5 Buffalo, Miami (tie) 4–1–0 Pittsburgh 4–1–0 Kansas City 3–1–1 Buffalo, Miami (tie) 4–1–0
6 Miami 5–1–0 Pittsburgh 5–1–0 Kansas City 3–2–1 Cincinnati* 4–2–0
7 Miami 6–1–0 Pittsburgh 6–1–0 Oakland 4–2–1 Buffalo 5–2–0
8 Miami 7–1–0 Pittsburgh 7–1–0 Oakland 5–2–1 Buffalo 5–3–0
9 Miami 8–1–0 Pittsburgh 8–1–0 Oakland* 5–3–1 Kansas City* 5–3–1
10 Miami 9–1–0 Pittsburgh 8–2–0 Kansas City 6–3–1 Cleveland 6–3–1
11 Miami 10–1–0 Pittsburgh 8–3–0 Denver 6–3–2 Cleveland 7–3–1
12 Miami 11–1–0 Cincinnati* 8–4–0 Oakland 7–4–1 Pittsburgh 8–4–0
13 Miami 11–2–0 Cincinnati* 9–4–0 Oakland 8–3–1 Pittsburgh 9–4–0
14 Miami 12–2–0 Cincinnati* 10–4–0 Oakland 9–4–1 Pittsburgh 10–4–0

Final standings



Main article: 1973–74 NFL playoffs

Note: Prior to the 1975 season, the home teams in the playoffs were decided based on a yearly rotation. Had the 1973 playoffs been seeded, the AFC divisional matchups would have been #3 Oakland at #2 Cincinnati and #4 wild card Pittsburgh at #1 Miami; the NFC matchups would not have changed, although #3 Dallas would have had to travel to #2 Los Angeles, and #1 Minnesota would have had home field for the NFC championship game.
Dec. 22 – Metropolitan Stadium
WC Washington 20
Dec. 30 – Texas Stadium
Cent. Minnesota 27
Cent. Minnesota 27
Dec. 23 – Texas Stadium
East Dallas 10
NFC Championship
West Los Angeles 16
Jan. 13 – Rice Stadium
East Dallas 27
Divisional playoffs
NFC Minnesota 7
Dec. 22 – Oakland Coliseum
AFC Miami 24
Super Bowl VIII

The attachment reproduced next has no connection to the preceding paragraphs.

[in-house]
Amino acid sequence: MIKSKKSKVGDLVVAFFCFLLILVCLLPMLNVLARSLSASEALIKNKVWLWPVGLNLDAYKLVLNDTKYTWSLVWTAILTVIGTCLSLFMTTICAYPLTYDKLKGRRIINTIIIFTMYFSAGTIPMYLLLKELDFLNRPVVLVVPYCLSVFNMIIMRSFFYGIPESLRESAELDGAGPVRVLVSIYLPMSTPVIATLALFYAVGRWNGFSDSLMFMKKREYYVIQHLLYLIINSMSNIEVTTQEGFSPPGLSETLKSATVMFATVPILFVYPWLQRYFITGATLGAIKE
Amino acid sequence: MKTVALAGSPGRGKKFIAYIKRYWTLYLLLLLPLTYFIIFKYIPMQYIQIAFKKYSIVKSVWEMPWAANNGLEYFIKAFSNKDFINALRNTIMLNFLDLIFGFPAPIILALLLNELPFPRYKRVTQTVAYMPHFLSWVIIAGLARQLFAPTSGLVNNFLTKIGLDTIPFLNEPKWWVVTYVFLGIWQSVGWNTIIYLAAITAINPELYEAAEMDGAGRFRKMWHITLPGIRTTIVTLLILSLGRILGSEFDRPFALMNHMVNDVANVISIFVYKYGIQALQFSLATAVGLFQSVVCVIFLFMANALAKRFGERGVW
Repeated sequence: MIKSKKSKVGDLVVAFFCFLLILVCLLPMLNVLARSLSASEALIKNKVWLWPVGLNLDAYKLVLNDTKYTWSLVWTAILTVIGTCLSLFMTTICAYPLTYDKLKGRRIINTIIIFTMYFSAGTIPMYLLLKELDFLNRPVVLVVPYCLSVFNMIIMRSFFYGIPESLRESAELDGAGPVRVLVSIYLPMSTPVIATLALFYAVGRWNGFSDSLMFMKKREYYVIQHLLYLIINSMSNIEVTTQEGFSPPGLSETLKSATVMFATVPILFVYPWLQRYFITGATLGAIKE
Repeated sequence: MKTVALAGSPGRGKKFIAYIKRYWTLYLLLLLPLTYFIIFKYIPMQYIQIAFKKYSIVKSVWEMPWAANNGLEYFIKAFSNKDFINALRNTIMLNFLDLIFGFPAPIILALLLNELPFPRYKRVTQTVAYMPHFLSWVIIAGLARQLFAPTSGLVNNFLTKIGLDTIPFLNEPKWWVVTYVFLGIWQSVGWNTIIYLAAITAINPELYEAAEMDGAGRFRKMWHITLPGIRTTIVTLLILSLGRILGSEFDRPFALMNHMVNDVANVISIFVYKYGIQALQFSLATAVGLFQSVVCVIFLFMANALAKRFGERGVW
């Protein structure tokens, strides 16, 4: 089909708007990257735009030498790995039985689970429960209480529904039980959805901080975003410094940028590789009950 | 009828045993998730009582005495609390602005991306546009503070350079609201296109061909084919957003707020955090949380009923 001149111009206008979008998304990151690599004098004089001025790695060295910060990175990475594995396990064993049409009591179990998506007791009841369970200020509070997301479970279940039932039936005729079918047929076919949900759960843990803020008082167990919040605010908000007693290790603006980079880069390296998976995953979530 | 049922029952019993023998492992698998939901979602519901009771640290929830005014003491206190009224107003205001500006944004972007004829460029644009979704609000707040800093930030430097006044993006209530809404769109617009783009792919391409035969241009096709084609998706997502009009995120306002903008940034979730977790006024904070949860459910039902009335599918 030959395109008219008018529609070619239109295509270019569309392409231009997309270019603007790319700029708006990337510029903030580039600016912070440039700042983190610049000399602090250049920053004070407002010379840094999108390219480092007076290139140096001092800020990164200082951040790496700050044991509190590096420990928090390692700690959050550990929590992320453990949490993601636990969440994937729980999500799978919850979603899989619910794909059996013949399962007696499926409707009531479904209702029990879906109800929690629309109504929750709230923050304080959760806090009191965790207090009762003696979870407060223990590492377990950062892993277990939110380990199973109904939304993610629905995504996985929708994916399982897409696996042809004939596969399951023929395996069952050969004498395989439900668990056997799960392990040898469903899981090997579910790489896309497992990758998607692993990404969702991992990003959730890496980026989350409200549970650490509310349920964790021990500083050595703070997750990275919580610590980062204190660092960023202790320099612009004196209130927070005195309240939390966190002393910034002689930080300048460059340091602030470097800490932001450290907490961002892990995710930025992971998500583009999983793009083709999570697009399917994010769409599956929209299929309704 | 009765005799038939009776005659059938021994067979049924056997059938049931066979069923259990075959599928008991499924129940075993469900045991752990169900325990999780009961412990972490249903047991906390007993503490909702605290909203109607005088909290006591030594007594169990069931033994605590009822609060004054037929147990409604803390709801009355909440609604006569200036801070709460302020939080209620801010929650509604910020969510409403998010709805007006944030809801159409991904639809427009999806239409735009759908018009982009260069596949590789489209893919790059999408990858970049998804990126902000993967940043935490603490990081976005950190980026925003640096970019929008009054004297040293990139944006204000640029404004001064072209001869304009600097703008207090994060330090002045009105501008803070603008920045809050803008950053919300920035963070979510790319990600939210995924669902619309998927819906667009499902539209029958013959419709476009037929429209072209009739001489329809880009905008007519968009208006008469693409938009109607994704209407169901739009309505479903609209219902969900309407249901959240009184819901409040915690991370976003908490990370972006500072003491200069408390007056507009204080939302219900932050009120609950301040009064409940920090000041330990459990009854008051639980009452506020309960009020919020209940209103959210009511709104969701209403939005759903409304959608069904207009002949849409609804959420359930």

WC Pittsburgh 14
Dec. 30 – Miami Orange Bowl
West Oakland 33
West Oakland 10
Dec. 23 – Miami Orange Bowl
East Miami 27
AFC Championship
Cent. Cincinnati 16
East Miami 34


Most Valuable Player O. J. Simpson, Running Back, Buffalo
Coach of the Year Chuck Knox, Los Angeles
Offensive Player of the Year O. J. Simpson, Running Back, Buffalo
Defensive Player of the Year Dick Anderson, Safety, Miami
Offensive Rookie of the Year Chuck Foreman, Running Back, Minnesota
Defensive Rookie of the Year Wally Chambers, Defensive Tackle, Chicago
Man of the Year Len Dawson, Quarterback, Kansas City
Comeback Player of the Year Roman Gabriel, Quarterback, Eagles
Super Bowl Most Valuable Player Larry Csonka, Running Back, Miami

Coaching changes



Stadium changes

The Buffalo Bills moved from their original home at War Memorial Stadium and played their first season at Rich Stadium.

From October 7, the New York Giants moved from Yankee Stadium to the Yale Bowl in New Haven, Connecticut, where they would play the rest of 1973 and all of 1974. The Giants were forced out of Yankee Stadium after it closed to be renovated to a baseball-only venue. Also, a new Giants Stadium in East Rutherford, New Jersey was already under construction by 1973, but it would not open until 1976.

Uniform changes


  1. ^ blog: Rubin, Rozelle, the Redskins, and Super Bowl Blackouts
  2. ^ "1 million no-shows recorded by NFL". Nashua Telegraph. (New Hampshire). Associated Press. December 17, 1973. p. 32.
  3. ^ "Last Undefeated NFL Teams in Each Season". Archived from the original on January 17, 2013. Retrieved December 26, 2012.